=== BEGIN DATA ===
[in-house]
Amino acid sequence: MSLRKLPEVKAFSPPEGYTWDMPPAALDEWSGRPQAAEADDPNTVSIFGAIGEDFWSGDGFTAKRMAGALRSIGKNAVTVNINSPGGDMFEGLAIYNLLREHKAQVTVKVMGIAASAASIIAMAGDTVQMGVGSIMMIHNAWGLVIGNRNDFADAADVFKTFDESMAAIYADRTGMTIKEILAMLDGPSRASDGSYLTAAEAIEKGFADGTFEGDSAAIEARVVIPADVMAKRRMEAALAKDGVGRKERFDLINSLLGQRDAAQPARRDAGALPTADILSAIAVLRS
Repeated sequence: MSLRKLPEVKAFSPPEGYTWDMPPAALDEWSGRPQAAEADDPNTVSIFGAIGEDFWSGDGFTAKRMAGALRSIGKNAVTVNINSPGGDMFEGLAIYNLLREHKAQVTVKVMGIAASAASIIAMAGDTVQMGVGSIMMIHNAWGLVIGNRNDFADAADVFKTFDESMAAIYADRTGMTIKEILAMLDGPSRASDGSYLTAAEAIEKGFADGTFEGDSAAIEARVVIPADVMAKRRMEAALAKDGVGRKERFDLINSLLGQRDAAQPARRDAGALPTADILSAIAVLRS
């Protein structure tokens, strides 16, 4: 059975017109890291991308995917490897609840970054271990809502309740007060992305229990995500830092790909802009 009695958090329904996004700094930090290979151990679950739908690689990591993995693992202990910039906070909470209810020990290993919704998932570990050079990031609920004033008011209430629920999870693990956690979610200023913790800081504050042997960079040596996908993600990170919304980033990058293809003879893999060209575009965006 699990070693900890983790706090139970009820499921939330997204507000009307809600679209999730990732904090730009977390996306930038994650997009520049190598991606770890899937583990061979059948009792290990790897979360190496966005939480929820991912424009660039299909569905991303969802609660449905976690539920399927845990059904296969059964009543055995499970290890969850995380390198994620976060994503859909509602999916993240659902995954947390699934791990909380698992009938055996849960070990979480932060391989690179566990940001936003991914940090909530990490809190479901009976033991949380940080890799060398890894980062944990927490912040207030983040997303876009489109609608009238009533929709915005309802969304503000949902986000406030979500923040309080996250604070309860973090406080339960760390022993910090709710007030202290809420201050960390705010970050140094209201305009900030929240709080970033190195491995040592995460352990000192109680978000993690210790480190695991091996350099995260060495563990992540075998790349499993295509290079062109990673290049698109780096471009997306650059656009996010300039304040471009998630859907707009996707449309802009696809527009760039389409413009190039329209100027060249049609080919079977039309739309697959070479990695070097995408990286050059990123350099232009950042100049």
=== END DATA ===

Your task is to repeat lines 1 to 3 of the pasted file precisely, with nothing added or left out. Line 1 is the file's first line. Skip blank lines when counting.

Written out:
[in-house]
Amino acid sequence: MSLRKLPEVKAFSPPEGYTWDMPPAALDEWSGRPQAAEADDPNTVSIFGAIGEDFWSGDGFTAKRMAGALRSIGKNAVTVNINSPGGDMFEGLAIYNLLREHKAQVTVKVMGIAASAASIIAMAGDTVQMGVGSIMMIHNAWGLVIGNRNDFADAADVFKTFDESMAAIYADRTGMTIKEILAMLDGPSRASDGSYLTAAEAIEKGFADGTFEGDSAAIEARVVIPADVMAKRRMEAALAKDGVGRKERFDLINSLLGQRDAAQPARRDAGALPTADILSAIAVLRS
Repeated sequence: MSLRKLPEVKAFSPPEGYTWDMPPAALDEWSGRPQAAEADDPNTVSIFGAIGEDFWSGDGFTAKRMAGALRSIGKNAVTVNINSPGGDMFEGLAIYNLLREHKAQVTVKVMGIAASAASIIAMAGDTVQMGVGSIMMIHNAWGLVIGNRNDFADAADVFKTFDESMAAIYADRTGMTIKEILAMLDGPSRASDGSYLTAAEAIEKGFADGTFEGDSAAIEARVVIPADVMAKRRMEAALAKDGVGRKERFDLINSLLGQRDAAQPARRDAGALPTADILSAIAVLRS